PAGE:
In 2015, CERF allocated nearly US$470 million in humanitarian assistance for helping front line partners on the ground kick-start or reinforces emergency activities in 45 countries. CERF raised $409 million with the support from 59 member states.
How the Port of Djibouti keeps Ethiopia fed during Ramadan
By James Jeffery
DJIBOUTI CITY, 27 June 2016
In the middle of a blistering June afternoon on the busy docks of the Port of Djibouti, Aouleed crouches down on his haunches in the shade of a lorry, arms outstretched resting on his knees; his head, wrapped in a wet rag, lolling. He hasn’t had anything to drink or eat since the sun rose around 6 a.m.
Read the full story here.
Background: Drought, worsened by the effects of El-Nino is having a devastating impact on the lives and livelihoods of Ethiopians, and according to the Government and the inter-agency mid-Meher and Meher seasonal assessments, the number of people that will require food assistance in 2016 increased from 8.2 million in October 2015 to 10.2 million in December 2015, making Ethiopia home to the largest acutely food insecure population in the world.
Identified unaccompanied Minors and Separated Children
Households provided with cash grants since 1st January 2015
NFIs distributed since January 2015
Shelters distributed since January 2015
(New York, 27 June 2016): The number of people in need of humanitarian assistance in the world has soared to a record 130 million and US$16.1 billion is still required to help 95.4 million of the most vulnerable of them this year.
In December 2015, when UN and partners launched the 2016 Global Humanitarian Appeal, the aim was to provide humanitarian assistance to 86.6 million people and the requirements stood at $19.7 billion. This amount has now climbed to $21.6 billion.
The eastern Ethiopian regions of Afar and Sitti are dry and inhospitable places for much of the year. Yet this is where many pastoralists live, moving from place to place, searching for water and pasture to feed their precious livestock.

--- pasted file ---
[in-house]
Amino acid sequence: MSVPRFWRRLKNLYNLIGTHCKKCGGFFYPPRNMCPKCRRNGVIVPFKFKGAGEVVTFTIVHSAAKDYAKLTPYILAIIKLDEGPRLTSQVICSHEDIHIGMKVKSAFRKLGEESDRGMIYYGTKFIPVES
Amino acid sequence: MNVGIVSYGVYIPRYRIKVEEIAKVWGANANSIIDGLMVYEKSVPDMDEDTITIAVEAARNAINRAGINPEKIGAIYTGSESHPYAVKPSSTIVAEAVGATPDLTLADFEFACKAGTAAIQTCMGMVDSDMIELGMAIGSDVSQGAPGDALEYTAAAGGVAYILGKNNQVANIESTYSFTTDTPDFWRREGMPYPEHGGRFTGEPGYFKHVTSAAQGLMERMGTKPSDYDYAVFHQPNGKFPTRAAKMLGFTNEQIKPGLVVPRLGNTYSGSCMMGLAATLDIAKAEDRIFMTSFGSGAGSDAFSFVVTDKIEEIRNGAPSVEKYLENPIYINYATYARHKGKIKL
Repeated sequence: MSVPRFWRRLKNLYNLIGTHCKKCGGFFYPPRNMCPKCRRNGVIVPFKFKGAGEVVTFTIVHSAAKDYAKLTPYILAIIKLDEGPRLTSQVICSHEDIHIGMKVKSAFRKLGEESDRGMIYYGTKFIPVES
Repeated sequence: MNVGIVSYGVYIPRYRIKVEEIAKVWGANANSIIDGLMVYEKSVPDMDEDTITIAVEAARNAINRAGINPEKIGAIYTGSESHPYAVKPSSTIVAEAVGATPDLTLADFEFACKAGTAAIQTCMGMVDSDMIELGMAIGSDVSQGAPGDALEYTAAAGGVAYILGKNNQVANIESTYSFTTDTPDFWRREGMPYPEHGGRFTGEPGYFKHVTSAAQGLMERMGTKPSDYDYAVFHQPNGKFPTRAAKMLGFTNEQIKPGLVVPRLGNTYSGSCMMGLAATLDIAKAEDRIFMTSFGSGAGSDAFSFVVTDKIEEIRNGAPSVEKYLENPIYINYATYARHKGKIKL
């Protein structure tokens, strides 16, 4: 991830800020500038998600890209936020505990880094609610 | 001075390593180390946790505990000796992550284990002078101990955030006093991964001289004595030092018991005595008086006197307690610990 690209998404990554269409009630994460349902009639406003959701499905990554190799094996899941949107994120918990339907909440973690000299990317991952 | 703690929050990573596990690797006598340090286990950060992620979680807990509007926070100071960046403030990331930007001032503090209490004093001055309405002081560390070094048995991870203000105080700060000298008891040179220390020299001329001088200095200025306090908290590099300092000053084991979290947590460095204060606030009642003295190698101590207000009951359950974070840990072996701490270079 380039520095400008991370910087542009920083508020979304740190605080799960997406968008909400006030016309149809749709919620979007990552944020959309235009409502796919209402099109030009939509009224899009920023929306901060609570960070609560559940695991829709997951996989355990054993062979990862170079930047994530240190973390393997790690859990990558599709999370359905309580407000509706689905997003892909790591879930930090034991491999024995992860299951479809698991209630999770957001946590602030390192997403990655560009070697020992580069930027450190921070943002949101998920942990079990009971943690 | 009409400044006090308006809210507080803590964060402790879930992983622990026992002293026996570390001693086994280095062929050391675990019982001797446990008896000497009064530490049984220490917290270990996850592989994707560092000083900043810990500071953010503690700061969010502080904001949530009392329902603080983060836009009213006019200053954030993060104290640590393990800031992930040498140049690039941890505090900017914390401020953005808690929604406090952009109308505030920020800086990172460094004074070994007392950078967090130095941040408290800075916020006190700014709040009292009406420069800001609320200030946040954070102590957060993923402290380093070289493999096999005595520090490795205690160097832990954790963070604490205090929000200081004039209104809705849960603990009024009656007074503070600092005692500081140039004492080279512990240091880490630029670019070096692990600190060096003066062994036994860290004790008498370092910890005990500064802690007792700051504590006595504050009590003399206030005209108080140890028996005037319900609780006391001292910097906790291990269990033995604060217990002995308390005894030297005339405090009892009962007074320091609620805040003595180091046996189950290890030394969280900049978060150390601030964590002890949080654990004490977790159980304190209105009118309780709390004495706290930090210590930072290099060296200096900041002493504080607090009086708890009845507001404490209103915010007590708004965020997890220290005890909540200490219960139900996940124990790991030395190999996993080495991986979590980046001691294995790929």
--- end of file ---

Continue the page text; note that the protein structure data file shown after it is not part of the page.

This delicately balanced life changed two years ago when unusually light rains caused nothing to grow and livestock to die. The ensuing drought challenged the very way of life of these nomadic communities.
The HRD is funded at US$1 billion, but a significant gap remains, including in the critical food sector.
The drought disproportionately affects women – particularly pregnant and breastfeeding mothers - who suffer most from health complications and malnutrition.
Government calls for joint action to curb to spread of the AWD outbreak
Disease epidemics result in substantial ill health and loss of lives and therefore pose a threat to global health security, undermine socio-economic lives and destabilize societies.
The humanitarian impact of the 2015-2016 El Niño is deeply alarming, affecting over 60 million people globally. The El Niño phenomenon is now in a neutral phase, but food insecurity caused by drought is not likely to peak before December. East and Southern Africa are the most affected regions, and humanitarian impacts will last well into 2017.
Zambia - At least 19 Ethiopians suffocated and died in a containerized truck that was carrying 95 Ethiopians from Tanzania into Zambia.
“The discovery of 19 bodies of those who died in the containerised truck is devastating,” said Abibatou Wane, IOM Zambia Chief of Mission.